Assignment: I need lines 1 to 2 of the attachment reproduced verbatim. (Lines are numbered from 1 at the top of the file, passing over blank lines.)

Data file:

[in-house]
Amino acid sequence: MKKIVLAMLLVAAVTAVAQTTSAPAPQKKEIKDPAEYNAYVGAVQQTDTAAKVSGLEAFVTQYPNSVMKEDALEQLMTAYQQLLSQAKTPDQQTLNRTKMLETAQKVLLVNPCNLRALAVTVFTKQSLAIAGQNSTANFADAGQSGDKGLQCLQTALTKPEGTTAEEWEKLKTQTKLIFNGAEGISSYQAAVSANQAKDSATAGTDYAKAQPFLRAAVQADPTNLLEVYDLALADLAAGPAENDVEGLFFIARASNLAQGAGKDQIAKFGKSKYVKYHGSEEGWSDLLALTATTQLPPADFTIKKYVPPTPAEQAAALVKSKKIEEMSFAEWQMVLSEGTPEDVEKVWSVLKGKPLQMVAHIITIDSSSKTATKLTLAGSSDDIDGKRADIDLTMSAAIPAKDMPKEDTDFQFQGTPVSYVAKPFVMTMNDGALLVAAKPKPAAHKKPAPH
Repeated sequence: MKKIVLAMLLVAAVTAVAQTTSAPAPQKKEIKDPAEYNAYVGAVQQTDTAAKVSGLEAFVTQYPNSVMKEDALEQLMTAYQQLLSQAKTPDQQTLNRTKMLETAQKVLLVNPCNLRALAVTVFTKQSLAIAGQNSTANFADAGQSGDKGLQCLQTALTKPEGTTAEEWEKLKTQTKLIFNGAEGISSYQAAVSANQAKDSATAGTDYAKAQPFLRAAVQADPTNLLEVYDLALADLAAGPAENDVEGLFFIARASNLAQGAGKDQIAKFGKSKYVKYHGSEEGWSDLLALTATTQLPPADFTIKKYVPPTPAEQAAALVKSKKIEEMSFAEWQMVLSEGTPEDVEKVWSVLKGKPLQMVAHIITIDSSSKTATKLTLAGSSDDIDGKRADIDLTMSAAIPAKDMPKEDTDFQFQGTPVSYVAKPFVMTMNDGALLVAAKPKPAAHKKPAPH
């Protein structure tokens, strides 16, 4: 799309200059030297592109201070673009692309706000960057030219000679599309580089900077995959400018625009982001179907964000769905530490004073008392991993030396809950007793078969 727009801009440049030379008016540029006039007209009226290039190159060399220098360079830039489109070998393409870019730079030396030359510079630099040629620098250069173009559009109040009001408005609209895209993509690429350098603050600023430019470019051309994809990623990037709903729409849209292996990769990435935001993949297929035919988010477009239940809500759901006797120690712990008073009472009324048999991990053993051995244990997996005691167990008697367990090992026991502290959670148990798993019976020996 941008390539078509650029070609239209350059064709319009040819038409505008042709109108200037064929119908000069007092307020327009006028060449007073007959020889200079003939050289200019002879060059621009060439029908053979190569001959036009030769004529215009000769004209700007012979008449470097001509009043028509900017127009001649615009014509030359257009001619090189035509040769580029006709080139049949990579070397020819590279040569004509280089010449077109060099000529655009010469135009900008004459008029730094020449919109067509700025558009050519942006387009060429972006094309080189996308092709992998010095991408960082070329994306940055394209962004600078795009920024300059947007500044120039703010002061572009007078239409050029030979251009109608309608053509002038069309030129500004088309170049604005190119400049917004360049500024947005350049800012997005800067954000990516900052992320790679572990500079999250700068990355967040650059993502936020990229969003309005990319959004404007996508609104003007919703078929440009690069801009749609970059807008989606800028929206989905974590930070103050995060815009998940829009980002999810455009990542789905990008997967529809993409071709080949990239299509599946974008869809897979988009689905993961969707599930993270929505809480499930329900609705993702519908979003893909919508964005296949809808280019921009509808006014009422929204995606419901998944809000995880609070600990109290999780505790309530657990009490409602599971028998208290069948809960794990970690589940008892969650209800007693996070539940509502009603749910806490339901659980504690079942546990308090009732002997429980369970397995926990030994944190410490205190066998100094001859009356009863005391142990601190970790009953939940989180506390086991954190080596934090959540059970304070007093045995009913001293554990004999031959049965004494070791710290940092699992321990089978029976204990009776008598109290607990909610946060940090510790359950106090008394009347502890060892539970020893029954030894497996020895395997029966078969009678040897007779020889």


[in-house]
Amino acid sequence: MKKIVLAMLLVAAVTAVAQTTSAPAPQKKEIKDPAEYNAYVGAVQQTDTAAKVSGLEAFVTQYPNSVMKEDALEQLMTAYQQLLSQAKTPDQQTLNRTKMLETAQKVLLVNPCNLRALAVTVFTKQSLAIAGQNSTANFADAGQSGDKGLQCLQTALTKPEGTTAEEWEKLKTQTKLIFNGAEGISSYQAAVSANQAKDSATAGTDYAKAQPFLRAAVQADPTNLLEVYDLALADLAAGPAENDVEGLFFIARASNLAQGAGKDQIAKFGKSKYVKYHGSEEGWSDLLALTATTQLPPADFTIKKYVPPTPAEQAAALVKSKKIEEMSFAEWQMVLSEGTPEDVEKVWSVLKGKPLQMVAHIITIDSSSKTATKLTLAGSSDDIDGKRADIDLTMSAAIPAKDMPKEDTDFQFQGTPVSYVAKPFVMTMNDGALLVAAKPKPAAHKKPAPH